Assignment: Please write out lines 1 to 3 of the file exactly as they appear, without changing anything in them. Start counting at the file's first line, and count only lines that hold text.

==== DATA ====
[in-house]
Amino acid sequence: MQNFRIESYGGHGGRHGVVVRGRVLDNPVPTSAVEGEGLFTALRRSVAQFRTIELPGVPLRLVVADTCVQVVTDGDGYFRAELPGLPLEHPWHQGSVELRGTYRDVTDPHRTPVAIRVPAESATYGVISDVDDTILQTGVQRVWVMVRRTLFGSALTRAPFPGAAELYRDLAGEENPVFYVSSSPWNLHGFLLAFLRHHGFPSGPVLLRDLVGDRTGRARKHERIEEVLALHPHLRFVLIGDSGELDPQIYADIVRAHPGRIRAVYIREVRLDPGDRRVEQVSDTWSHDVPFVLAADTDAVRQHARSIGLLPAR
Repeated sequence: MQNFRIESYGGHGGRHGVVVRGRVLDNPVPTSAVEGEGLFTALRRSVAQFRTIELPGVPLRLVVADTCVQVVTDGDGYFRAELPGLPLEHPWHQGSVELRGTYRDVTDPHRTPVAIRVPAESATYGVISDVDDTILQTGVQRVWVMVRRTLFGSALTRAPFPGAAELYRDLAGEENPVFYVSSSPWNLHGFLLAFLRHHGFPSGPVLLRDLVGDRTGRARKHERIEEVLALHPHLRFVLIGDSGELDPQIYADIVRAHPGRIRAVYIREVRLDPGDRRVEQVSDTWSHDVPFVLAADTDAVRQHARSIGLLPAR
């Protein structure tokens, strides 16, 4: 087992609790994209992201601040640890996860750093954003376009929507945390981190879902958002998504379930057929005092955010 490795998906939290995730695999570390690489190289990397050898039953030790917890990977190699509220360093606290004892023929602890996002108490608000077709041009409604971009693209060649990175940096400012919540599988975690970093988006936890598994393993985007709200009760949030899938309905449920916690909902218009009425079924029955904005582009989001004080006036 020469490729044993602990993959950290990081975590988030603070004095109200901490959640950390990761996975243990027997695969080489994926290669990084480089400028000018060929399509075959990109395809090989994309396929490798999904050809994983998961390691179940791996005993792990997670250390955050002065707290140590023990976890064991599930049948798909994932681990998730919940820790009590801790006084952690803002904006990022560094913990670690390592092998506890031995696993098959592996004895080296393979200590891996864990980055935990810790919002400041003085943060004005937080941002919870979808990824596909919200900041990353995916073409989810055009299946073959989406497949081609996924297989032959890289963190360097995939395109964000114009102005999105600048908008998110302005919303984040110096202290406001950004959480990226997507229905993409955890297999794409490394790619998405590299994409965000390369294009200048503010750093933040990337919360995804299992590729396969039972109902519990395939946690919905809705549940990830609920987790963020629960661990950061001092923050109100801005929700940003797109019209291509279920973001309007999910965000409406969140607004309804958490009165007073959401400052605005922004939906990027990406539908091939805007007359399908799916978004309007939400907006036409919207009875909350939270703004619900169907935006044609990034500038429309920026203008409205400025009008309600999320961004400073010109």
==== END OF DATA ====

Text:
[in-house]
Amino acid sequence: MQNFRIESYGGHGGRHGVVVRGRVLDNPVPTSAVEGEGLFTALRRSVAQFRTIELPGVPLRLVVADTCVQVVTDGDGYFRAELPGLPLEHPWHQGSVELRGTYRDVTDPHRTPVAIRVPAESATYGVISDVDDTILQTGVQRVWVMVRRTLFGSALTRAPFPGAAELYRDLAGEENPVFYVSSSPWNLHGFLLAFLRHHGFPSGPVLLRDLVGDRTGRARKHERIEEVLALHPHLRFVLIGDSGELDPQIYADIVRAHPGRIRAVYIREVRLDPGDRRVEQVSDTWSHDVPFVLAADTDAVRQHARSIGLLPAR
Repeated sequence: MQNFRIESYGGHGGRHGVVVRGRVLDNPVPTSAVEGEGLFTALRRSVAQFRTIELPGVPLRLVVADTCVQVVTDGDGYFRAELPGLPLEHPWHQGSVELRGTYRDVTDPHRTPVAIRVPAESATYGVISDVDDTILQTGVQRVWVMVRRTLFGSALTRAPFPGAAELYRDLAGEENPVFYVSSSPWNLHGFLLAFLRHHGFPSGPVLLRDLVGDRTGRARKHERIEEVLALHPHLRFVLIGDSGELDPQIYADIVRAHPGRIRAVYIREVRLDPGDRRVEQVSDTWSHDVPFVLAADTDAVRQHARSIGLLPAR